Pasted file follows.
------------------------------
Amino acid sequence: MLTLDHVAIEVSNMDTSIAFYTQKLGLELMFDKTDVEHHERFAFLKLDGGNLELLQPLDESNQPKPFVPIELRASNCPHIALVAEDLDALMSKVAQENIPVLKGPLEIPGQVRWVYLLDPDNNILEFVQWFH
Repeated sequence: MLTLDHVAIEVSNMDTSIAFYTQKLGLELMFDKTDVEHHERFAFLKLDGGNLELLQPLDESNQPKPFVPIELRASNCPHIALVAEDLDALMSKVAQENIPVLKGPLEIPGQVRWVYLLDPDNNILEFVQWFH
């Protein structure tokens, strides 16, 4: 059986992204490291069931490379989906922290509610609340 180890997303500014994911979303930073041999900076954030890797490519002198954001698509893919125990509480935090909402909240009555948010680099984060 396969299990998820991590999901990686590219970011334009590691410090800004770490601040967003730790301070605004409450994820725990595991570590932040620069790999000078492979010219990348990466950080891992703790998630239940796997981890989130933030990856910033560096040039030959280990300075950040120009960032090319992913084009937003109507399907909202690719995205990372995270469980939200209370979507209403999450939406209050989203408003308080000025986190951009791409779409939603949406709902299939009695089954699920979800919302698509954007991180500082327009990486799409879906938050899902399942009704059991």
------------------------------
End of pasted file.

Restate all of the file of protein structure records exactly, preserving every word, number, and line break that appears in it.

Amino acid sequence: MLTLDHVAIEVSNMDTSIAFYTQKLGLELMFDKTDVEHHERFAFLKLDGGNLELLQPLDESNQPKPFVPIELRASNCPHIALVAEDLDALMSKVAQENIPVLKGPLEIPGQVRWVYLLDPDNNILEFVQWFH
Repeated sequence: MLTLDHVAIEVSNMDTSIAFYTQKLGLELMFDKTDVEHHERFAFLKLDGGNLELLQPLDESNQPKPFVPIELRASNCPHIALVAEDLDALMSKVAQENIPVLKGPLEIPGQVRWVYLLDPDNNILEFVQWFH
């Protein structure tokens, strides 16, 4: 059986992204490291069931490379989906922290509610609340 180890997303500014994911979303930073041999900076954030890797490519002198954001698509893919125990509480935090909402909240009555948010680099984060 396969299990998820991590999901990686590219970011334009590691410090800004770490601040967003730790301070605004409450994820725990595991570590932040620069790999000078492979010219990348990466950080891992703790998630239940796997981890989130933030990856910033560096040039030959280990300075950040120009960032090319992913084009937003109507399907909202690719995205990372995270469980939200209370979507209403999450939406209050989203408003308080000025986190951009791409779409939603949406709902299939009695089954699920979800919302698509954007991180500082327009990486799409879906938050899902399942009704059991």